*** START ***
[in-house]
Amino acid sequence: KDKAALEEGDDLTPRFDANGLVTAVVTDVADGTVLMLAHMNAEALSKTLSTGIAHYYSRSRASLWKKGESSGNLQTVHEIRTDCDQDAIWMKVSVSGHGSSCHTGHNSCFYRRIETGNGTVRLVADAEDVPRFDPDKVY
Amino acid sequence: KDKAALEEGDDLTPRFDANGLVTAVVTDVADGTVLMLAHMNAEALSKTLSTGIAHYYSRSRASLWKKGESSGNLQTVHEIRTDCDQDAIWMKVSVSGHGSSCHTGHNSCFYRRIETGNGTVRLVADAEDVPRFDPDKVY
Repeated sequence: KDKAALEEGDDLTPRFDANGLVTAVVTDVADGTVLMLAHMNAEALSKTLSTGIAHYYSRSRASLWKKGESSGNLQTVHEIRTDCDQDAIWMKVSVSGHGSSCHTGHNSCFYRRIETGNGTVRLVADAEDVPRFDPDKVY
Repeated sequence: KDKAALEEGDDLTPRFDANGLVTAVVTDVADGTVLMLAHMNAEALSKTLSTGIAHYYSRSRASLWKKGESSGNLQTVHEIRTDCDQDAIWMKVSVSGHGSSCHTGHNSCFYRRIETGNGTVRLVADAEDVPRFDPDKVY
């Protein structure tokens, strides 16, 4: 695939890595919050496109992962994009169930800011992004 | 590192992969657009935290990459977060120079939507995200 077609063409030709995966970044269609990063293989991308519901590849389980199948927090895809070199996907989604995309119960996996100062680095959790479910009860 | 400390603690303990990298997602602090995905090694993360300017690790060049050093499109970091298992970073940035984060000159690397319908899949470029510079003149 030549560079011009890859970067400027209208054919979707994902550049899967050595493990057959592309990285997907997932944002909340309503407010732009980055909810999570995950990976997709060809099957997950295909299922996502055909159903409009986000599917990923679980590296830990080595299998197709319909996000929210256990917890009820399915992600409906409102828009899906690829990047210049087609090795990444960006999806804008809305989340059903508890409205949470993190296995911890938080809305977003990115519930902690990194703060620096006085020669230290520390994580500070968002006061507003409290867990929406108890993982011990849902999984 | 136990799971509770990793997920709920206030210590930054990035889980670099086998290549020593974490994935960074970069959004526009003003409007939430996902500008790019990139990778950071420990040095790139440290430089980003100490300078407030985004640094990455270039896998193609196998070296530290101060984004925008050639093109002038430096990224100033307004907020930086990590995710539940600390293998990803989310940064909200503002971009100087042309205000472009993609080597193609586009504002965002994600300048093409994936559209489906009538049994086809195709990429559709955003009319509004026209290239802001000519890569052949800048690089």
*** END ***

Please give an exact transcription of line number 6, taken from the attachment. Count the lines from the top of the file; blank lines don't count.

């Protein structure tokens, strides 16, 4: 695939890595919050496109992962994009169930800011992004 | 590192992969657009935290990459977060120079939507995200 077609063409030709995966970044269609990063293989991308519901590849389980199948927090895809070199996907989604995309119960996996100062680095959790479910009860 | 400390603690303990990298997602602090995905090694993360300017690790060049050093499109970091298992970073940035984060000159690397319908899949470029510079003149 030549560079011009890859970067400027209208054919979707994902550049899967050595493990057959592309990285997907997932944002909340309503407010732009980055909810999570995950990976997709060809099957997950295909299922996502055909159903409009986000599917990923679980590296830990080595299998197709319909996000929210256990917890009820399915992600409906409102828009899906690829990047210049087609090795990444960006999806804008809305989340059903508890409205949470993190296995911890938080809305977003990115519930902690990194703060620096006085020669230290520390994580500070968002006061507003409290867990929406108890993982011990849902999984 | 136990799971509770990793997920709920206030210590930054990035889980670099086998290549020593974490994935960074970069959004526009003003409007939430996902500008790019990139990778950071420990040095790139440290430089980003100490300078407030985004640094990455270039896998193609196998070296530290101060984004925008050639093109002038430096990224100033307004907020930086990590995710539940600390293998990803989310940064909200503002971009100087042309205000472009993609080597193609586009504002965002994600300048093409994936559209489906009538049994086809195709990429559709955003009319509004026209290239802001000519890569052949800048690089």